Published in: Friday, 06 May 2011
Features > Amels' Bel Abri (Page 1/3)

Amels' Bel Abri

The latest LE 171 from Amels, Bel Abri, offers charter guests customised styling on the outer decks and indoors that offer fun and enjoyment in any clime

Dutch builders in superyachts have been at the forefront of what has become known as the semi-custom superyacht. The theory is simple: do the engineering and design work for a hull and basic structure, but leave as many other details and features open to client request as possible. Owners are relieved of making decisions about hull shape and engineering that come with a fully customised build, and can also save money on design work. However, owners can still enjoy a fairly high level of customisation that typically extends far beyond choosing colours and fabrics, as you would on a production yacht. And according to superyacht builder Amels, which specialises in semi-custom superyachts, owners can enjoy a higher degree of quality, as so much of the engineering work has been done.

Among the series of Limited Editions, semi-custom yachts produced by Amels, one of the most successful is the 171 series. The first 171 launch was the magnificent Deniki, profiled in the March-April 2008 issue of Asia-Pacific Boating. That yacht featured a very owner-centric design and layout, with furnishings and décor that could only be called Neo-African. The contrast with the latest 171 launch, the sixth in the series, couldn’t be greater. Bel Abri was built as an addition to the charter market, and offers potential buyers a brilliant opportunity to try out the workmanship of Amels Holland in person.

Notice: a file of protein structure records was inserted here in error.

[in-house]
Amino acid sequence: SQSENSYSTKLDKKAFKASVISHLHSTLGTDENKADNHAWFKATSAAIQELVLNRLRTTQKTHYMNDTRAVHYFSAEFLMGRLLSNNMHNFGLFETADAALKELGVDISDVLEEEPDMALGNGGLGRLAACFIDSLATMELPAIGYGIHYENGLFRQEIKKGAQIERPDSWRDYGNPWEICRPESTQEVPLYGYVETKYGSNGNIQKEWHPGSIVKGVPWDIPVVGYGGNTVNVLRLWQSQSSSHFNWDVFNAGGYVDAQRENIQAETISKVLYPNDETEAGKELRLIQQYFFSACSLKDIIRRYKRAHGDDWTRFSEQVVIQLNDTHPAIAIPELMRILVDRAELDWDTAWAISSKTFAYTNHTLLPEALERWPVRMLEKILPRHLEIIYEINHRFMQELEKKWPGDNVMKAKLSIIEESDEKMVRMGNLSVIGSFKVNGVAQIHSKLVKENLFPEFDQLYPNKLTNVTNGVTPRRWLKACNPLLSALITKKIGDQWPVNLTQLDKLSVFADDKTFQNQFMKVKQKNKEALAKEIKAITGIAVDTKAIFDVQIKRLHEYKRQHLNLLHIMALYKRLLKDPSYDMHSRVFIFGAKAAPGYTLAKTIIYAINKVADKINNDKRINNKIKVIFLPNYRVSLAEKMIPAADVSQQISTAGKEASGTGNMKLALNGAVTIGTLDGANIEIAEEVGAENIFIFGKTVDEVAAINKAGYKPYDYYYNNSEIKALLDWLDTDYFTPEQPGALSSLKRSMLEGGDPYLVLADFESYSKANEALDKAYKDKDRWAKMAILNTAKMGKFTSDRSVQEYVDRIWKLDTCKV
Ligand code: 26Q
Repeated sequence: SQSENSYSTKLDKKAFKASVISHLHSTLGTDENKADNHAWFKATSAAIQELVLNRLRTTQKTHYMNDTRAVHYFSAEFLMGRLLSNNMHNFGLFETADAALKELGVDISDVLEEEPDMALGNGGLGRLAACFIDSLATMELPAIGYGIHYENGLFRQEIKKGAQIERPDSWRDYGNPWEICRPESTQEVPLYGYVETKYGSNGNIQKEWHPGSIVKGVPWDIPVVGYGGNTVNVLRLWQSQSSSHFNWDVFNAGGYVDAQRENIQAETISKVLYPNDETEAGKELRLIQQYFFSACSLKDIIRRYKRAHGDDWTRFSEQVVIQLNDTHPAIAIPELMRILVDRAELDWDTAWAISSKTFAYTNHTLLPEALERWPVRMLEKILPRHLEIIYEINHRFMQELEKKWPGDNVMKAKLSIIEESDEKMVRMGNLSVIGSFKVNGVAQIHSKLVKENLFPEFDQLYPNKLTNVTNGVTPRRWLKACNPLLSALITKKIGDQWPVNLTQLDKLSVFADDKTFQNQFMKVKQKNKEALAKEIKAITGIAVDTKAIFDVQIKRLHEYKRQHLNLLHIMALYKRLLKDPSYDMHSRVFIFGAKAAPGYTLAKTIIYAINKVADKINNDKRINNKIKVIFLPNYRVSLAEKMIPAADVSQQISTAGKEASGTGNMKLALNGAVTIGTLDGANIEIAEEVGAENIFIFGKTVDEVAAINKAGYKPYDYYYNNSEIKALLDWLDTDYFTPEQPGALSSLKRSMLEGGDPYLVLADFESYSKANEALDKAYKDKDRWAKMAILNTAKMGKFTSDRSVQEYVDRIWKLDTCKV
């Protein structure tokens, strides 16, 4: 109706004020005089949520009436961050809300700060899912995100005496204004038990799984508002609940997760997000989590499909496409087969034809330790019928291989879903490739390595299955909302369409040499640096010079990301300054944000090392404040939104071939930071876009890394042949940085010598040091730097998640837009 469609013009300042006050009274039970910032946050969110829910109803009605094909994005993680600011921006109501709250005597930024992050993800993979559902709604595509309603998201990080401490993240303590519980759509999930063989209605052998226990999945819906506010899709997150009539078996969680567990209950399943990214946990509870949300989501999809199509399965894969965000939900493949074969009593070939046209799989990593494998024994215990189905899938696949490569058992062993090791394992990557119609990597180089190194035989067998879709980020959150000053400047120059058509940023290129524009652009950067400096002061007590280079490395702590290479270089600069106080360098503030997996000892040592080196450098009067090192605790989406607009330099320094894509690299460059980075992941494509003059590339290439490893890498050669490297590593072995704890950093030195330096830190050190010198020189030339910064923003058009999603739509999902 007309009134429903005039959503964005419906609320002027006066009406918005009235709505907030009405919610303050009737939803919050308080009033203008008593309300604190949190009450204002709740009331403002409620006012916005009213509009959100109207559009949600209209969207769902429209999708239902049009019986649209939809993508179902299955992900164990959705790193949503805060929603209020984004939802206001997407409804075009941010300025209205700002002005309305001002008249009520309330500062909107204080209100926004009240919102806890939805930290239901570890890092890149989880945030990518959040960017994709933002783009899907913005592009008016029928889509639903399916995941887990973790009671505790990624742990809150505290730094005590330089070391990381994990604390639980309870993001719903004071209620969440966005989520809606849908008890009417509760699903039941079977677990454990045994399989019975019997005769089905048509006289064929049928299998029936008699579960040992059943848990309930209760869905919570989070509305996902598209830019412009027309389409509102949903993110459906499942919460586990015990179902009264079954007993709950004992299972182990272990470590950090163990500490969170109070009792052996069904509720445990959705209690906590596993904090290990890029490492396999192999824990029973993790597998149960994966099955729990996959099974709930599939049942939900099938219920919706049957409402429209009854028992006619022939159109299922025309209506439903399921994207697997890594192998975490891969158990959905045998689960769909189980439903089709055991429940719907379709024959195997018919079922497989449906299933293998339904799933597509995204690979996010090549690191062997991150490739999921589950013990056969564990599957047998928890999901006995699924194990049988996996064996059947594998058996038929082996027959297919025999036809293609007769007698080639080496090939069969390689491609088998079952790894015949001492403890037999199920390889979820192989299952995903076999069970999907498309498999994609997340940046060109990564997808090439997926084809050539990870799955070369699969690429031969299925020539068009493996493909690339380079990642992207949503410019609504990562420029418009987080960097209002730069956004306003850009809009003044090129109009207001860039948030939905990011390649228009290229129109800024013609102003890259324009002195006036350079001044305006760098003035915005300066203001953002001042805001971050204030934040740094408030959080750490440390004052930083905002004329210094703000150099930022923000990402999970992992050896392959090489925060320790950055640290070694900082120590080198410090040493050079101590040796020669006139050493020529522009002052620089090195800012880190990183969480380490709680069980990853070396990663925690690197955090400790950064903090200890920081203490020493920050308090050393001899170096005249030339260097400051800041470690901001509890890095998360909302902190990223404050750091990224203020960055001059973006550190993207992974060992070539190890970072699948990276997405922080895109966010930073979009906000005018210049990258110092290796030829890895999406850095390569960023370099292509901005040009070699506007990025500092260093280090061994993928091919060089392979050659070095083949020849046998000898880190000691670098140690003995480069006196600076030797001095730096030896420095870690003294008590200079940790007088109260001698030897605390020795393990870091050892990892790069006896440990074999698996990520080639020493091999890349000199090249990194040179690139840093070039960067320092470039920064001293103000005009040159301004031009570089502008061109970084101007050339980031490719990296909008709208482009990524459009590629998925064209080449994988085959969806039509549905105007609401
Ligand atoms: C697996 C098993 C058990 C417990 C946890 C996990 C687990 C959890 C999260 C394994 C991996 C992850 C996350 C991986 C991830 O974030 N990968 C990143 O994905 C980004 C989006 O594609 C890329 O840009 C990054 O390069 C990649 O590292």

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Outside Bel Abri

A basic outline of the exteriors, penned by celebrated superyacht designer Tim Heywood, features smooth lines which aim for timeless elegance. “I have always admired the sweeping curves of Italian sports car designs of the 1930s,” says Heywood. The initial aim of the 171 was to create something that could be described as “athletically feminine”, says Heywood. To that end, Heywood began by drawing a strong line from the bow to the stern, “a flowing line that runs from the bridge deck amidships down to the mid deck all the way aft.” According to Heywood, all the elements of the exterior appearance of each 171 extend from that

At the same time, the yard and the designer wanted to create a yacht that could incorporate features found on much larger yachts. The 171 measures in at 52 metres length overall, yet it comes with a 20-metre sundeck – something more commonly found on a 90-metre yacht, according to the designer.

The appearance of the 171 is not just geared towards looks – as with every good yacht design, there is a functional element as well. According to Amels, Bel Abri was meant to combine “the practicality and robustness of a 4X4 off-road vehicle with the sleek beauty and sex appeal of a coupe sports car.”

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